TRENTON – The Assembly Women and Children Committee released a bill, along party lines, that would provide a tax credit to caregivers of elderly family members.
The bill, A3404, formally known as the Caregivers Assistance Act, would provide a tax credit to qualified caregivers and would be capped at $675.
Assemblywoman Pamela Lampitt (D-6) of Voorhees, a sponsor of the bill, said the credit will go right back into the economy because the recipients will use it to buy care products for their loved ones, such as incontinence supplies and diapers, from a local drugstore.
“It’s not going to go toward a vacation,” she said. “They’re going to put it back in New Jersey.”
She described the $675 tax credit cap as “nominal,” especially when compared to the actual cost of providing care.
According to the bill, tax credits can be received for purchasing things home health agency services, adult day care, companionship services, personal care attendant services, homemaker services, respite care, health care equipment and supplies, home modification services, services necessary to provide care and support to a qualifying senior family member in connection with two or more daily living activities, or (helping) devices. “
“This is just trying to offset the cost.”
Dena Mottola Jaborska of New Jersey Citizen Action says the bill underscores the value of the care being provided.
“While it’s a modest step, it’s an important step,” she said.
Assemblyman Gary Schaer (D-33) of Passaic, a co-sponsor, asked if the credit would be enough to make a difference.
“It seems to me so very modest,” she said. “Is that going to help?”
Mottola said “it’s a start” give that “it’s a tight budget year.”
Schaer responded, “I don’t remember when we didn’t have a tight budget year,” he said. “The question becomes priorities.”
But Assemblywoman Betty Lou DeCroce (R-26), who abstained, said while she would like to support the bill, she needed to see more details about the financial impact the bill would have. She would like to see greater research be done to see if it could be expanded and “make it of greater assistance to families.”
“Has it been established where the money is going to come from,” she said. “I don’t want to see the bill put up for failure.”
Assemblywoman Caroline Casagrande (R-14) of Colts Neck, echoed DeCroce’s sentiments, saying that the state cannot continue to budget the way it has been, especially in the wake of Superstorm Sandy, which she said caused $37 billion of damage.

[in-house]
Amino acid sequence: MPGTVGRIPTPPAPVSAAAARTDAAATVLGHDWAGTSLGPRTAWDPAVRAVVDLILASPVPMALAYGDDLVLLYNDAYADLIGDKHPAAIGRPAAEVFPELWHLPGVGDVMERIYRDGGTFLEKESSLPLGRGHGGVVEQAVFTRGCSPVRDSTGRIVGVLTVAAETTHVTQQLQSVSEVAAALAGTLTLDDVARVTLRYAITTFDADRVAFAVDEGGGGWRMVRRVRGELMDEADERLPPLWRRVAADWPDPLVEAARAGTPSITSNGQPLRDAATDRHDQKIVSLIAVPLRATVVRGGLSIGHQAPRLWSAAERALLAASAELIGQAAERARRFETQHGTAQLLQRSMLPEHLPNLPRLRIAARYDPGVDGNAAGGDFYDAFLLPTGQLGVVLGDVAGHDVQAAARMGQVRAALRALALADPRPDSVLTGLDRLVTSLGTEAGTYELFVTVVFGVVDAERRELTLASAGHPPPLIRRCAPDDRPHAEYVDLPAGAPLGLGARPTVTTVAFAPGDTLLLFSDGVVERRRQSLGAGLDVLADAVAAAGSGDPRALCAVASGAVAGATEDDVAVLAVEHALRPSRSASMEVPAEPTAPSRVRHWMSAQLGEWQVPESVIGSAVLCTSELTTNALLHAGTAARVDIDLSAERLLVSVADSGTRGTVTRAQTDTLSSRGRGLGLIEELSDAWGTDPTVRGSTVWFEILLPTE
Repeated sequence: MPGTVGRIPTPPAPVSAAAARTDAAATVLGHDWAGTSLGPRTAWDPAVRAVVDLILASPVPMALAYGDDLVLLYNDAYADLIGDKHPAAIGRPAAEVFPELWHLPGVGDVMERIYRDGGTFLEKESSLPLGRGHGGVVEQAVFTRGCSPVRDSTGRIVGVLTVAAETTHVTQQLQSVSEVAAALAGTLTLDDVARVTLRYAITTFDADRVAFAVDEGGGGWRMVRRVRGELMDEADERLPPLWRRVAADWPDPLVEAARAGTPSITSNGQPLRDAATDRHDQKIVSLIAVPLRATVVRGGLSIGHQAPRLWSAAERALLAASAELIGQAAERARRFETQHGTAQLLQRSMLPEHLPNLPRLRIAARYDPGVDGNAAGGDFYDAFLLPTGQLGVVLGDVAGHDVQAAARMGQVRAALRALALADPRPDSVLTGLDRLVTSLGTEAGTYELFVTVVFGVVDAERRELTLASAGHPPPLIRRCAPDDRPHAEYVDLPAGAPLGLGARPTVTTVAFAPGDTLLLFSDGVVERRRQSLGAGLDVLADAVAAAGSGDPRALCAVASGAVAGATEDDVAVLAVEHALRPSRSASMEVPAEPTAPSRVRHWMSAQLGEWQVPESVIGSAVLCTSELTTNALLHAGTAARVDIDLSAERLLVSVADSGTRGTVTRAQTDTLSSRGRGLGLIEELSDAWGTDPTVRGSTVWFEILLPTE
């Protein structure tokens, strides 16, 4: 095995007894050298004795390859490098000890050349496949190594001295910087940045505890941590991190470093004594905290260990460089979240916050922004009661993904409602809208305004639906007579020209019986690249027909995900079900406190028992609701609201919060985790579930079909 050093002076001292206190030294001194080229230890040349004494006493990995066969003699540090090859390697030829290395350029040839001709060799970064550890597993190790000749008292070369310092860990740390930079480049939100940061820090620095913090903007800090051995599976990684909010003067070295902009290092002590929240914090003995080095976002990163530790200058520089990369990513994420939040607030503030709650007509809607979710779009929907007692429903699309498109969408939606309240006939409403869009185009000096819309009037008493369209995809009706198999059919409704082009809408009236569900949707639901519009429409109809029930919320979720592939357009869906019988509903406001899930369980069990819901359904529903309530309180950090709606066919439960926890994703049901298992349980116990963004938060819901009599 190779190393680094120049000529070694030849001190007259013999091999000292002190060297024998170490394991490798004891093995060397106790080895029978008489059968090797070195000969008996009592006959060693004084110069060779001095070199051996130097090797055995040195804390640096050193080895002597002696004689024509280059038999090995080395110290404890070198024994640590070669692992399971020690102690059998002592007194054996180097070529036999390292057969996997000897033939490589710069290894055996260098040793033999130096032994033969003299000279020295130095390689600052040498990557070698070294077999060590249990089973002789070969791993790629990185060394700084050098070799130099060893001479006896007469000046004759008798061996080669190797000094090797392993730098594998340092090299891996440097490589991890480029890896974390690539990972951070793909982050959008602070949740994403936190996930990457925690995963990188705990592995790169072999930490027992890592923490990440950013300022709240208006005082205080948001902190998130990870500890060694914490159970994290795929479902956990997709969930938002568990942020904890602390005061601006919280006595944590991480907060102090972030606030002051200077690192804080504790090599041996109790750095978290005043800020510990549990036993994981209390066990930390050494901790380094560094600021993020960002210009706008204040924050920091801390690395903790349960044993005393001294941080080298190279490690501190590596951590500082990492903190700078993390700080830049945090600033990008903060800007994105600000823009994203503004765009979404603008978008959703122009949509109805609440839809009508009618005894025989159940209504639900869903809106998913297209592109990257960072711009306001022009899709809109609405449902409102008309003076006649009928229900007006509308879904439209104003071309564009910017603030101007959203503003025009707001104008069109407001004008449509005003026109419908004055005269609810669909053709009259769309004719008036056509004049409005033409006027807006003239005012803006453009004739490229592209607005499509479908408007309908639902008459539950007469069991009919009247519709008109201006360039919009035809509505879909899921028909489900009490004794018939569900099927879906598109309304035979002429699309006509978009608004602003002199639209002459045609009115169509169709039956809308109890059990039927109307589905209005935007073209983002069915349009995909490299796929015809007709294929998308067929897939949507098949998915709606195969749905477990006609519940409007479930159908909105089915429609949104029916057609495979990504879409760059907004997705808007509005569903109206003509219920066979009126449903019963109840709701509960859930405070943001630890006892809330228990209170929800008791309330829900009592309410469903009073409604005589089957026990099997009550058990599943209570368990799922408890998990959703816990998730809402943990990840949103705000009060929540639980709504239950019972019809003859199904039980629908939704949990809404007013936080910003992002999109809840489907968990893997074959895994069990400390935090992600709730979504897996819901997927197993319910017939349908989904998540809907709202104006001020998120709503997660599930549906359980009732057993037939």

“I don’t think it’s doing right by our citizens,” said Casgrande, who abstained as well.
But Schaer angrily pointed out the Republicans were quick to vote for a higher education bill that had no fiscal note attached it.
“Let’s not let the rhetoric of our ideologies get in the way,” he said.
The current fiscal impact is currently estimated at about $60 million, Lampitt said.
Schaer said the bill is a good starting point, saying it could lead to immediate savings.
“We need to start now…it’s a first step.”
The assemblyman said there will be less services at nursing homes and adult day care, since more people would be taken care of at home, which would ultimately mean savings for the state.
“Sometimes we need to spend money in order to make money,” Schaer said.
Lampitt said the bill could provide some financial relief.
“If we’re able to give them a little relief, it may relieve distress for even a little bit.”
The bill provides that to be allowed a credit qualified caregivers who pay or incur qualified care expenses must have gross income that does not exceed an annual income limitation. The bill specifies that qualified caregivers must have gross income that does not exceed $100,000, or does not exceed $50,000 if married or a civil union partner filing separately or if unmarried, not a partner in a civil union, and not filing or eligible to file as head of household or as a surviving spouse for federal income tax purposes.